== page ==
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About David Halberstam. David Halberstam.
Marcus Brutus, the Noblest Roman of them all? By Kathryn TempestYale University Press London Blog
David Halberstam was an American journalist and historian, known for his work on the Vietnam War, politics, history, the Civil Rights Movement, business, media, American culture, and later, sports journalism. He was awarded a Pulitzer Prize for International Reporting in Halberstam graduated from Harvard University with a degree in journalism in and started his career writing for the Dai David Halberstam was an American journalist and historian, known for his work on the Vietnam War, politics, history, the Civil Rights Movement, business, media, American culture, and later, sports journalism.
Halberstam graduated from Harvard University with a degree in journalism in and started his career writing for the Daily Times Leader in West Point, Mississippi. In the late s and early s, writing for The Tennessean in Nashville, Tennessee, he covered the beginnings of the American Civil Rights Movement.
At the age of 30, he won a Pulitzer Prize for his reporting on the war. Yet even as a young man Brutus had exploited his name, its legendary associations and the reputation it conferred upon him as a defender of the Roman Republic. In so doing, he added a nobility of character to the reputation he was so carefully crafting.
And character, to the Romans, counted for a lot.
Yet readers of Plutarch will know that the biographer has something else in mind when he praises Brutus: namely, the nobility of purpose from which he acted. Brutus, he believed, had killed Caesar because he feared the latter was establishing a tyranny over Rome.
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Time and again Caesar had held the offices of consul and dictator; just two months before he was killed he had been made dictator perpetuo — dictator for a potentially unlimited term — all of which left him in a position of unrivalled power. The rest of the conspirators, Plutarch tells us, acted because they hated and envied him.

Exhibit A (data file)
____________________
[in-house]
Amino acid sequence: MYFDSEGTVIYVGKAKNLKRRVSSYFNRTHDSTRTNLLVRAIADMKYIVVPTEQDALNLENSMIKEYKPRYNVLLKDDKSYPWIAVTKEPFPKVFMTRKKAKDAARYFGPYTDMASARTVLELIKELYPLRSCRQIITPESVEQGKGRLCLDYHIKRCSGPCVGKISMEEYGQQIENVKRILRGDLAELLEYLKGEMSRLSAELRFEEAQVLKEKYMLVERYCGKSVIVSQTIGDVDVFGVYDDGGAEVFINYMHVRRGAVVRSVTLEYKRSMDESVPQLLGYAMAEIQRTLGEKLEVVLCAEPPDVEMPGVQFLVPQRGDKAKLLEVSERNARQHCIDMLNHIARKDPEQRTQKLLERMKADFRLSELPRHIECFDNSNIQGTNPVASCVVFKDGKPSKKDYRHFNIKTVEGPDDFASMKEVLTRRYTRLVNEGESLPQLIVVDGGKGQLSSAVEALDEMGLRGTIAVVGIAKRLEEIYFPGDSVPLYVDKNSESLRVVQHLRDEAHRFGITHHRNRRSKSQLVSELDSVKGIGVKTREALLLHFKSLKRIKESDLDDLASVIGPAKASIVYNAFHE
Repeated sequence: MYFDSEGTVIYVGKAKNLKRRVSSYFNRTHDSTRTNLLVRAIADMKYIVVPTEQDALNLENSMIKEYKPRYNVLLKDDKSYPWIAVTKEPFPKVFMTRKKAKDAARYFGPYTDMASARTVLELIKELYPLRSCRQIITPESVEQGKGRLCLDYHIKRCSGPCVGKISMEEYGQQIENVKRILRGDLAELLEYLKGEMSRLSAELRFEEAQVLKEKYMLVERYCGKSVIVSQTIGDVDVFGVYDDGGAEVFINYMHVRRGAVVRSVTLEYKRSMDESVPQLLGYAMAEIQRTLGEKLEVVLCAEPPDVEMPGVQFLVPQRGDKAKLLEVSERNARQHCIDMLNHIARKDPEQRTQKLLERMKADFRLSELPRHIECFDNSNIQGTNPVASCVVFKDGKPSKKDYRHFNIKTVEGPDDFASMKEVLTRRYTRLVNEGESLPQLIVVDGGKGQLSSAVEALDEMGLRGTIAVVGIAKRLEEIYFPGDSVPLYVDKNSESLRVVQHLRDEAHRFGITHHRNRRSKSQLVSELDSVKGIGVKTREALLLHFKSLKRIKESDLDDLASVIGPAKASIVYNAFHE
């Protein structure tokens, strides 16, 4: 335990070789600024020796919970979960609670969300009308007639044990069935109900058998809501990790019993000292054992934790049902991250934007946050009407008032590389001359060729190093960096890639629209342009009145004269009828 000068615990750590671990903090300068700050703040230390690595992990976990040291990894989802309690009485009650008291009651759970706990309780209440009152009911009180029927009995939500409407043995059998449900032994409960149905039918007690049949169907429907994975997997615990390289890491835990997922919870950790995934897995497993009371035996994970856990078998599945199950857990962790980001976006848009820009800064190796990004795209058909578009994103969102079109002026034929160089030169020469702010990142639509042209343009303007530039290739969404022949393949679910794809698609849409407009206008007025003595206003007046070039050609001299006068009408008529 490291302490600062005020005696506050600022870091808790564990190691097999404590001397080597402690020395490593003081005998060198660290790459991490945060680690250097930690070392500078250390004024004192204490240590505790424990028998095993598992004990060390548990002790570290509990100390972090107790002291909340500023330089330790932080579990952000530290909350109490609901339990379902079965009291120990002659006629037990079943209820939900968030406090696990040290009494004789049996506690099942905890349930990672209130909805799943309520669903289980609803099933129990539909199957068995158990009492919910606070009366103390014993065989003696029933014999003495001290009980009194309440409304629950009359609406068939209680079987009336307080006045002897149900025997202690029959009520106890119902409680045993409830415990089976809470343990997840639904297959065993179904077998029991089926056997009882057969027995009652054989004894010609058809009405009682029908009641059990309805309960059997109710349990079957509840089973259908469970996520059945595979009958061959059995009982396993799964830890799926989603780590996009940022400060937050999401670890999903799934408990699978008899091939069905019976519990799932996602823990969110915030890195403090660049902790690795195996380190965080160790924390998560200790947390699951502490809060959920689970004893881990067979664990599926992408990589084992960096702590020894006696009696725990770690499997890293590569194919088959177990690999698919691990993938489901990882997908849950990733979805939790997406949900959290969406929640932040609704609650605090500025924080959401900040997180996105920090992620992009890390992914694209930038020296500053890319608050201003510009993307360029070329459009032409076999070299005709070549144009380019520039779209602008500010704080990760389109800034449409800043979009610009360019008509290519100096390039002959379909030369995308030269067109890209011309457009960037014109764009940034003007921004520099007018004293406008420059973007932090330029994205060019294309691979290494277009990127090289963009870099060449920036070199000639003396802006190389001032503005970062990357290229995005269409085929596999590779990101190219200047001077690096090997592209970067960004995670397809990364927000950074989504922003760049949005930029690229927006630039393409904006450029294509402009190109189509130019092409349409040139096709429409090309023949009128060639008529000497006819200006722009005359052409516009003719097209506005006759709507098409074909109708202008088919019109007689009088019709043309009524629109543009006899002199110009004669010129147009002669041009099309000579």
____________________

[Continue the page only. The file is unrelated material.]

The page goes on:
But to return to our question: why was Brutus singled out as the only noble conspirator? Some men, like the Roman politician Cicero, immediately celebrated the death of Caesar as a victory and congratulated Brutus on the recovery of freedom. Others disagreed.
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In addition, he had worked tirelessly to reform Rome and improve its living conditions. As for Brutus himself, few historical figures have inspired such a conflicting legacy.
Julius Caesar as the Noblest Roman of them all
The interpretation of Brutus as either a selfless fighter against dictatorship or an opportunistic traitor has varied along with historical and political circumstances. Even today, more than two thousand years later, dilemmas such as the price of liberty, the conflict between personal loyalties and universal ideals, and whether it works when a tyrant is removed remain as relevant as ever.
Yet in all this Brutus himself has continued to fascinate: an unresolved conundrum which has in turn transformed him into an almost mythological, legendary character. When we encounter Brutus today in modern representations on TV, stage and film, the Brutus we see is predominantly the product of Shakespeare. Thus, when he appears, he is more of a troubled soul than a public symbol, and the result is often sympathetic: a tragic hero akin to Hamlet.
When a historical figure has been so variously interpreted, it is unlikely that any study can claim finality on the verdict.